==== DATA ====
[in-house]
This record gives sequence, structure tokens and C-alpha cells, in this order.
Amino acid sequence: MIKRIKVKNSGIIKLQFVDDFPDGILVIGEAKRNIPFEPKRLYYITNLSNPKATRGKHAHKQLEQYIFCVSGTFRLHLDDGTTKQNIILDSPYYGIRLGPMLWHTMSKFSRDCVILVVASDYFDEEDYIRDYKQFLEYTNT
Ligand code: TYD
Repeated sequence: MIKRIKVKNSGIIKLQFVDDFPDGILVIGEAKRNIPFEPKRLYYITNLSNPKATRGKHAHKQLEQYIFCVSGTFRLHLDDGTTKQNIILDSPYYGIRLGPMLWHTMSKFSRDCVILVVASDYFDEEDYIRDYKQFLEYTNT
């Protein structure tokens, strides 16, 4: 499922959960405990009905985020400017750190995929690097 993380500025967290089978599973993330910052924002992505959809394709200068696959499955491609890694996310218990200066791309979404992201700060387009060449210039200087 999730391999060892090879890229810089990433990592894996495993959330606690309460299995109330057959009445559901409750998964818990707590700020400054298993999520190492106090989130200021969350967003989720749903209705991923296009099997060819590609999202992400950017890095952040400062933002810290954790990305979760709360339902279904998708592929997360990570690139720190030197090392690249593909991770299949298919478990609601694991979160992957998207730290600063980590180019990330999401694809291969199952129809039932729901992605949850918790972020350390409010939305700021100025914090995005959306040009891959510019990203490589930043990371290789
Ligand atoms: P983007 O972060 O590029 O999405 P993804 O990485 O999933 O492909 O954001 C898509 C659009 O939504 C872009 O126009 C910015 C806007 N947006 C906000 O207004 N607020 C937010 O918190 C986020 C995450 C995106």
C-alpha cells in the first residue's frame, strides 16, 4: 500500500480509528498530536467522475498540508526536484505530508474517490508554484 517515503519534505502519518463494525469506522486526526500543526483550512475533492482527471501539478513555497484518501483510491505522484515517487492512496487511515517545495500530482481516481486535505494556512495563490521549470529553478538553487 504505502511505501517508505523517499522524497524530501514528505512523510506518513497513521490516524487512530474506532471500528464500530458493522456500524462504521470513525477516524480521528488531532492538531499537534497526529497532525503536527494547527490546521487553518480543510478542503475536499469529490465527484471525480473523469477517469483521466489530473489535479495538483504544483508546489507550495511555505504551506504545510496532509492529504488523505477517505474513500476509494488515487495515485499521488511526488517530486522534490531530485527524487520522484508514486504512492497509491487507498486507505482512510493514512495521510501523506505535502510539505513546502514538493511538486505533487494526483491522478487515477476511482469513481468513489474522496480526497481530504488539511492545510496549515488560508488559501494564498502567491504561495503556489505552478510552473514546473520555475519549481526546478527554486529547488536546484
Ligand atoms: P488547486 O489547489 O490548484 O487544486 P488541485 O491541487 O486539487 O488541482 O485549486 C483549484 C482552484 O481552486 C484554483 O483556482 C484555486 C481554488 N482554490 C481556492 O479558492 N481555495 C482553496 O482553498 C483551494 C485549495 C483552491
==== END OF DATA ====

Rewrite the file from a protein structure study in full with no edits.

[in-house]
This record gives sequence, structure tokens and C-alpha cells, in this order.
Amino acid sequence: MIKRIKVKNSGIIKLQFVDDFPDGILVIGEAKRNIPFEPKRLYYITNLSNPKATRGKHAHKQLEQYIFCVSGTFRLHLDDGTTKQNIILDSPYYGIRLGPMLWHTMSKFSRDCVILVVASDYFDEEDYIRDYKQFLEYTNT
Ligand code: TYD
Repeated sequence: MIKRIKVKNSGIIKLQFVDDFPDGILVIGEAKRNIPFEPKRLYYITNLSNPKATRGKHAHKQLEQYIFCVSGTFRLHLDDGTTKQNIILDSPYYGIRLGPMLWHTMSKFSRDCVILVVASDYFDEEDYIRDYKQFLEYTNT
């Protein structure tokens, strides 16, 4: 499922959960405990009905985020400017750190995929690097 993380500025967290089978599973993330910052924002992505959809394709200068696959499955491609890694996310218990200066791309979404992201700060387009060449210039200087 999730391999060892090879890229810089990433990592894996495993959330606690309460299995109330057959009445559901409750998964818990707590700020400054298993999520190492106090989130200021969350967003989720749903209705991923296009099997060819590609999202992400950017890095952040400062933002810290954790990305979760709360339902279904998708592929997360990570690139720190030197090392690249593909991770299949298919478990609601694991979160992957998207730290600063980590180019990330999401694809291969199952129809039932729901992605949850918790972020350390409010939305700021100025914090995005959306040009891959510019990203490589930043990371290789
Ligand atoms: P983007 O972060 O590029 O999405 P993804 O990485 O999933 O492909 O954001 C898509 C659009 O939504 C872009 O126009 C910015 C806007 N947006 C906000 O207004 N607020 C937010 O918190 C986020 C995450 C995106």
C-alpha cells in the first residue's frame, strides 16, 4: 500500500480509528498530536467522475498540508526536484505530508474517490508554484 517515503519534505502519518463494525469506522486526526500543526483550512475533492482527471501539478513555497484518501483510491505522484515517487492512496487511515517545495500530482481516481486535505494556512495563490521549470529553478538553487 504505502511505501517508505523517499522524497524530501514528505512523510506518513497513521490516524487512530474506532471500528464500530458493522456500524462504521470513525477516524480521528488531532492538531499537534497526529497532525503536527494547527490546521487553518480543510478542503475536499469529490465527484471525480473523469477517469483521466489530473489535479495538483504544483508546489507550495511555505504551506504545510496532509492529504488523505477517505474513500476509494488515487495515485499521488511526488517530486522534490531530485527524487520522484508514486504512492497509491487507498486507505482512510493514512495521510501523506505535502510539505513546502514538493511538486505533487494526483491522478487515477476511482469513481468513489474522496480526497481530504488539511492545510496549515488560508488559501494564498502567491504561495503556489505552478510552473514546473520555475519549481526546478527554486529547488536546484
Ligand atoms: P488547486 O489547489 O490548484 O487544486 P488541485 O491541487 O486539487 O488541482 O485549486 C483549484 C482552484 O481552486 C484554483 O483556482 C484555486 C481554488 N482554490 C481556492 O479558492 N481555495 C482553496 O482553498 C483551494 C485549495 C483552491